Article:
How The Recession Forever Changed Relationships


money in relationships
Examining the economic downturn's effects on how we find and show love.


Children are expensive: from diapers to college, there are high costs to having babies. The Agriculture Department estimates that middle-income families, who earn an average of $61,000 a year, spend about $11,000 each year on each child under the age of two.


It's not surprising, then, that many couples who already have kids are holding off on expanding their brood. Betsey Stevenson, assistant professor of business and public policy at the University of Pennsylvania's Wharton School, explains: "Households that are facing severe budgetary issues that were thinking of having an additional child may decide that now's not a good time. For people who already have a couple kids, it may be that this permanently changes whether they ever go onto have an additional child."

On the flip side, first-time mothers seem to have seen the slowdown as a good opportunity to take themselves off the job market and start a family. One National Bureau of Economic Research paper found that an increase in the unemployment rate leads to a decrease in fertility. But once the researchers subtracted out the effect of the divorce rate and proportion of young marriages, they found that a rise in the unemployment rate actually increased fertility. One possibility, says Stevenson, is that women who get laid off decide it's a good time to have a kid because they have more time to care for it.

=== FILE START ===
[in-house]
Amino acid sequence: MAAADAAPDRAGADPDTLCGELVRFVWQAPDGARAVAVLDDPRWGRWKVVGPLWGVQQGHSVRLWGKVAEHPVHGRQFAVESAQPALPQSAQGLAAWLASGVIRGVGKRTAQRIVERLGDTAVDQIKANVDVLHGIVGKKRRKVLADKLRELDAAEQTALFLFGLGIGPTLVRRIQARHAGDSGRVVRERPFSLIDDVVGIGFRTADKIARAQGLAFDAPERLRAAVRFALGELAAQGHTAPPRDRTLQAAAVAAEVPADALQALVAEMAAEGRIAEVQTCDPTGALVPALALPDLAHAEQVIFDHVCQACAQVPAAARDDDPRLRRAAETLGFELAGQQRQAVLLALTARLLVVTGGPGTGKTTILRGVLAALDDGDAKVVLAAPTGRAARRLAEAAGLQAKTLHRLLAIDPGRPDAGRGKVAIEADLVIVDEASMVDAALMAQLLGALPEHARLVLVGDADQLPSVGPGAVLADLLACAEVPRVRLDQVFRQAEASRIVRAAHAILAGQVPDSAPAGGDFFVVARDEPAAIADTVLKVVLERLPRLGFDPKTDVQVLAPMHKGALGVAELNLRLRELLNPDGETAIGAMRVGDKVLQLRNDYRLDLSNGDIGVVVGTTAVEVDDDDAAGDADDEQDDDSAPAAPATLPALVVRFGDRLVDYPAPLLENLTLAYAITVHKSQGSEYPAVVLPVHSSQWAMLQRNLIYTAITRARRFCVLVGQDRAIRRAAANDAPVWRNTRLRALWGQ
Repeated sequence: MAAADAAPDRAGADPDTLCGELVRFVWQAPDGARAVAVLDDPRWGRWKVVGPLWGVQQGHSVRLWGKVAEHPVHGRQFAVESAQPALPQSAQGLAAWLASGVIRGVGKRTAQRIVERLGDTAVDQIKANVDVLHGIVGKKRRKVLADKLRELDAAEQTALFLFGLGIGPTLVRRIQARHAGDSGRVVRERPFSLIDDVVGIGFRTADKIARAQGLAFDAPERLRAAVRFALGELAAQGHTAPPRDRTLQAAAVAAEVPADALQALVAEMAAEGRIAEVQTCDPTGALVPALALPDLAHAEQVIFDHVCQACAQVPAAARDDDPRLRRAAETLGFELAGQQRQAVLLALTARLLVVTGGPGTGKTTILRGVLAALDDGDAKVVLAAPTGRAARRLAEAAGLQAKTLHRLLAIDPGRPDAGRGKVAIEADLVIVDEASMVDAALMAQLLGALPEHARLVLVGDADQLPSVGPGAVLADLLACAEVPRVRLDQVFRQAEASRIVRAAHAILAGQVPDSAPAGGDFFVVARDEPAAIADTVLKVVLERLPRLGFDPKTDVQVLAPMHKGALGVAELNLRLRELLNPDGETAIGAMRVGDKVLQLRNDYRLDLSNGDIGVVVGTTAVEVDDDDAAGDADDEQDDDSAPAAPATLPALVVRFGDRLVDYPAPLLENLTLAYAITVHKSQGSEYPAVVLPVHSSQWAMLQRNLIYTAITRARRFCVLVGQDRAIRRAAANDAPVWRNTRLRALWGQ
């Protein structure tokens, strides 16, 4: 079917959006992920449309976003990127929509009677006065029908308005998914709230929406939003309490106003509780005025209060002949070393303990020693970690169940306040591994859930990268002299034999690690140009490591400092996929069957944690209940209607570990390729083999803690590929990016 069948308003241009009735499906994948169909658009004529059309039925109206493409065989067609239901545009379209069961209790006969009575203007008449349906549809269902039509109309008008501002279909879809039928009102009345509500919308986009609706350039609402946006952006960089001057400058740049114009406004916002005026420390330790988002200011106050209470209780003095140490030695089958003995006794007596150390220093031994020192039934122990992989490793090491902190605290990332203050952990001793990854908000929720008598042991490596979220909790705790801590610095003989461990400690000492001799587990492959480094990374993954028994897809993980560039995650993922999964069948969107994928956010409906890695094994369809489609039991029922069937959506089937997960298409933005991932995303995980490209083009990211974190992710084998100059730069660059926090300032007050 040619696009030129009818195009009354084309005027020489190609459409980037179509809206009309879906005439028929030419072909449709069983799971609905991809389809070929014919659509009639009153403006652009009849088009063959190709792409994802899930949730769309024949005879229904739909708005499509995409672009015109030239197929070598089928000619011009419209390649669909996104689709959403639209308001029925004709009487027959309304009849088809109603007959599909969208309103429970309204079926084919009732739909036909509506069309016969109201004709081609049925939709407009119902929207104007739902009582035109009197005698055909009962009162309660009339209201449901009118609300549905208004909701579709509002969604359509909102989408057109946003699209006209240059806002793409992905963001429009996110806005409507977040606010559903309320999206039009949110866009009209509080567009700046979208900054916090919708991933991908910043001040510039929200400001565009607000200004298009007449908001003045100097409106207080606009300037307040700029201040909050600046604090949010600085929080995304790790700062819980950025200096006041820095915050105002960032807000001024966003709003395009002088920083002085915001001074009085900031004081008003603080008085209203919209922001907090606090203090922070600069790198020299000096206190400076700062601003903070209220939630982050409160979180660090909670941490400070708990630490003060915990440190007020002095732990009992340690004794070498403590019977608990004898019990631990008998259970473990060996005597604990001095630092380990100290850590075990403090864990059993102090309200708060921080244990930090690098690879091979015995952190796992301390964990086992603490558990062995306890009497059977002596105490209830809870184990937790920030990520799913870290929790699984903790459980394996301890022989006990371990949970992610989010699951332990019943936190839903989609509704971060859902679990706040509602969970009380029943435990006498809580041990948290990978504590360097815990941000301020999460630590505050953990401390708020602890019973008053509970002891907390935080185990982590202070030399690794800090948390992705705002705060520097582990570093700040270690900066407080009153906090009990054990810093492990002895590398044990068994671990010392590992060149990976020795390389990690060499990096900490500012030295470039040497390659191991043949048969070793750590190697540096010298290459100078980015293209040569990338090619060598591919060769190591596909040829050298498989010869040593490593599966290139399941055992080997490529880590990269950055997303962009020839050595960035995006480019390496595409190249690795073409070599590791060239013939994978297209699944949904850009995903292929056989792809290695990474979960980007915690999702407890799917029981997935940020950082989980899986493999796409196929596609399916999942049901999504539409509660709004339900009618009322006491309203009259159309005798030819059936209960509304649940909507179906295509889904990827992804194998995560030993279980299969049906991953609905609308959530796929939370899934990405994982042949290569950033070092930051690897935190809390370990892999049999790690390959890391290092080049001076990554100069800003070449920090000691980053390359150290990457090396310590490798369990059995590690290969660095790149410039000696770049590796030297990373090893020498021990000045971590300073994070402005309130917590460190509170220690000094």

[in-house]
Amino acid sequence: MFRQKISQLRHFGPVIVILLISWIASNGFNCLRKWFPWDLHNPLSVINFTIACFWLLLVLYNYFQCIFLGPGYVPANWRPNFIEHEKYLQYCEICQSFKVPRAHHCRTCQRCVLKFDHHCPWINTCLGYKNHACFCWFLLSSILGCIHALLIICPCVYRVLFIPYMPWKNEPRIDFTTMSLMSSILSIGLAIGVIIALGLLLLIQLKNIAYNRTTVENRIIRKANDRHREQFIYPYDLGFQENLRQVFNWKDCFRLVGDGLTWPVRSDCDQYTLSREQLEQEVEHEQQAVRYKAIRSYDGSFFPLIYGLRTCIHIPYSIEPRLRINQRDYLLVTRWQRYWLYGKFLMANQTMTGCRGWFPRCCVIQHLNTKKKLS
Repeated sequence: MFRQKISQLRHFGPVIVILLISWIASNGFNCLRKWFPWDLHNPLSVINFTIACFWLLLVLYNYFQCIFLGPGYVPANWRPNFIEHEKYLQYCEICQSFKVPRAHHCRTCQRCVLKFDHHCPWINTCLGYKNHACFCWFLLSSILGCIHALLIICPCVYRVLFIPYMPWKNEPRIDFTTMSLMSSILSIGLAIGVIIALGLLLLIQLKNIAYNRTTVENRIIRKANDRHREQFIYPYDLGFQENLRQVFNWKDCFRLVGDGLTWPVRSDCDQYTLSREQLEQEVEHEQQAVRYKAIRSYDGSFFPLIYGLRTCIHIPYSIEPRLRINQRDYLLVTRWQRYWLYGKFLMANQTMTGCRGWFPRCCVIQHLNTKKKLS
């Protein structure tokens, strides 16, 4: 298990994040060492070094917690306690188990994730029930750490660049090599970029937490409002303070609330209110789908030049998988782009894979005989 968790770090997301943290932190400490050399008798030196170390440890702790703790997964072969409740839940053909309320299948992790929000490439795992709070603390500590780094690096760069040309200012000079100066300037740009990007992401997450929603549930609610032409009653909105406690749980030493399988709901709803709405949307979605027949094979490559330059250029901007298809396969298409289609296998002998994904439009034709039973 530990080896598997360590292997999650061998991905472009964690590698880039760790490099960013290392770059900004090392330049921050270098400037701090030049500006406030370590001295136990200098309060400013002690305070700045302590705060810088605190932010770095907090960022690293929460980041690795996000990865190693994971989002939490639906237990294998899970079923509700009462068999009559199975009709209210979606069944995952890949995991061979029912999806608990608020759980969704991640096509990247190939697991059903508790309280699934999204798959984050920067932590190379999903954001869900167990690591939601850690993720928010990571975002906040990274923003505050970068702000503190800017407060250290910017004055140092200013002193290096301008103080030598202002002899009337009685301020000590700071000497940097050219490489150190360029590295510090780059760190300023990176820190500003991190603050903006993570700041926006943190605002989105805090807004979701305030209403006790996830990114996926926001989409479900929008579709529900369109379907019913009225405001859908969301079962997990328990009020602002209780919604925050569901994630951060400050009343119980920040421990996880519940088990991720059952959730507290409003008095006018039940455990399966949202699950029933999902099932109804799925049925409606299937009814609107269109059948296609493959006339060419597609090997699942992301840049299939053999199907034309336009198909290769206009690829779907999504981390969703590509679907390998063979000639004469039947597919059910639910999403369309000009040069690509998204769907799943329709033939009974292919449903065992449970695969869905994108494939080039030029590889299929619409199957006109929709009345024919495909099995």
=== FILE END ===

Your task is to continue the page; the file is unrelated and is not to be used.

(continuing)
The longer the recession lasts, Stevenson predicts, the more likely it is that it will permanently affect family size. And, in fact, condom sales have jumped 6.4 percent nationally since 2008. Experts predict an upswing in pregnancies once the economic turmoil simmers down.

"There will be a baby boom," says Bonnie Eaker Weil, a couples therapist and author of Financial Infidelity.

A look back in history corroborates her theory. Consider the '50s: After a decade of economic woes coupled with war, people bounced back with the white picket fence, prosperous baby-boom era, where women were able to give up jobs held during wartime and returned home to have kids. For that reason, it's hard not to imagine a resurgence of baby-making as soon as the Dow Jones recovers.

Next: Weak Economy, Stronger Marriages?

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